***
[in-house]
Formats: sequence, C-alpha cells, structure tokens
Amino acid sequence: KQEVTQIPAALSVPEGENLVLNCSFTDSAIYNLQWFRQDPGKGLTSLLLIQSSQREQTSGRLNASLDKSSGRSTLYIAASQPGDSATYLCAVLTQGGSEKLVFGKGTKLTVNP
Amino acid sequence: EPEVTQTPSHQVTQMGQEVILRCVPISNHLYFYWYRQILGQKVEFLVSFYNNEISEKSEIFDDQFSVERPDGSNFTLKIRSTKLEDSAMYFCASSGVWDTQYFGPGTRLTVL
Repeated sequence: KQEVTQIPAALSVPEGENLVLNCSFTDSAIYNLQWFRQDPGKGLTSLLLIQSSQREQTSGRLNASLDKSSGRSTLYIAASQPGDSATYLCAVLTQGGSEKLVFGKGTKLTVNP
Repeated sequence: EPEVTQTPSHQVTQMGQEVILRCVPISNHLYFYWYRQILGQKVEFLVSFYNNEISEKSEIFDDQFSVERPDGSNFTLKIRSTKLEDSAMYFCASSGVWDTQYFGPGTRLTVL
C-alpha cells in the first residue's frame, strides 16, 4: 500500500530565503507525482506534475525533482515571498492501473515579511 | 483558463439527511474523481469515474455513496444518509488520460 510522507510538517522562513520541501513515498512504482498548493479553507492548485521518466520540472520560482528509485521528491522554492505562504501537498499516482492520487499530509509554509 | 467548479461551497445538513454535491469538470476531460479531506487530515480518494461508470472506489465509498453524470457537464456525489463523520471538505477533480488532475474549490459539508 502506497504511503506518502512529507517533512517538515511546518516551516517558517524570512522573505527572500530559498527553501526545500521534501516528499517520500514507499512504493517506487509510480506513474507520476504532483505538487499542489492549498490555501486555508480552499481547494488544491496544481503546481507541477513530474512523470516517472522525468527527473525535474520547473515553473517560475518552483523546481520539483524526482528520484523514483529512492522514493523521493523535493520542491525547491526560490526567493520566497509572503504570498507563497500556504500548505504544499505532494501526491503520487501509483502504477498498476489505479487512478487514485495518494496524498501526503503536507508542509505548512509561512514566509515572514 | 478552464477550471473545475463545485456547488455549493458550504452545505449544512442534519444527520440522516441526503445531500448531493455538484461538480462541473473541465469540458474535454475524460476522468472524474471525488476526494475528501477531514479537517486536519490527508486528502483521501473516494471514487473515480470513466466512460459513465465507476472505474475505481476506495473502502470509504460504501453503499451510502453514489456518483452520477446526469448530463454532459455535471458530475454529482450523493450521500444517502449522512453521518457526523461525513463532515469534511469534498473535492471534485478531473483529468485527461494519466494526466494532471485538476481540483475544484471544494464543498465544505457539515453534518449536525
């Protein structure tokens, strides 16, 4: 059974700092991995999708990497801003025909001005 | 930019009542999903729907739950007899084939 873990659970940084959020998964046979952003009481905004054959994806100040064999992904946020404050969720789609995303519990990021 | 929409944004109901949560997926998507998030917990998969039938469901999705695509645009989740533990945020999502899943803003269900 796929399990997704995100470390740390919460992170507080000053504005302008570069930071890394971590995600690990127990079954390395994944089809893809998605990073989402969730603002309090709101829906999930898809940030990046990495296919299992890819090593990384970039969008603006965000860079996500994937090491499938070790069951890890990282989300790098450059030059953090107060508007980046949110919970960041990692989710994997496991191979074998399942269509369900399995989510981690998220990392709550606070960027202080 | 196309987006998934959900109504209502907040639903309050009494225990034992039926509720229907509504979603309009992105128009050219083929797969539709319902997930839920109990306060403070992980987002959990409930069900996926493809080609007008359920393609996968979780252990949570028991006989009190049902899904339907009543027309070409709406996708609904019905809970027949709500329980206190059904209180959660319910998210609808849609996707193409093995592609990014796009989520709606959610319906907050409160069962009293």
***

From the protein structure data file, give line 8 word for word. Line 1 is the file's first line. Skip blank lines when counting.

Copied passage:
């Protein structure tokens, strides 16, 4: 059974700092991995999708990497801003025909001005 | 930019009542999903729907739950007899084939 873990659970940084959020998964046979952003009481905004054959994806100040064999992904946020404050969720789609995303519990990021 | 929409944004109901949560997926998507998030917990998969039938469901999705695509645009989740533990945020999502899943803003269900 796929399990997704995100470390740390919460992170507080000053504005302008570069930071890394971590995600690990127990079954390395994944089809893809998605990073989402969730603002309090709101829906999930898809940030990046990495296919299992890819090593990384970039969008603006965000860079996500994937090491499938070790069951890890990282989300790098450059030059953090107060508007980046949110919970960041990692989710994997496991191979074998399942269509369900399995989510981690998220990392709550606070960027202080 | 196309987006998934959900109504209502907040639903309050009494225990034992039926509720229907509504979603309009992105128009050219083929797969539709319902997930839920109990306060403070992980987002959990409930069900996926493809080609007008359920393609996968979780252990949570028991006989009190049902899904339907009543027309070409709406996708609904019905809970027949709500329980206190059904209180959660319910998210609808849609996707193409093995592609990014796009989520709606959610319906907050409160069962009293």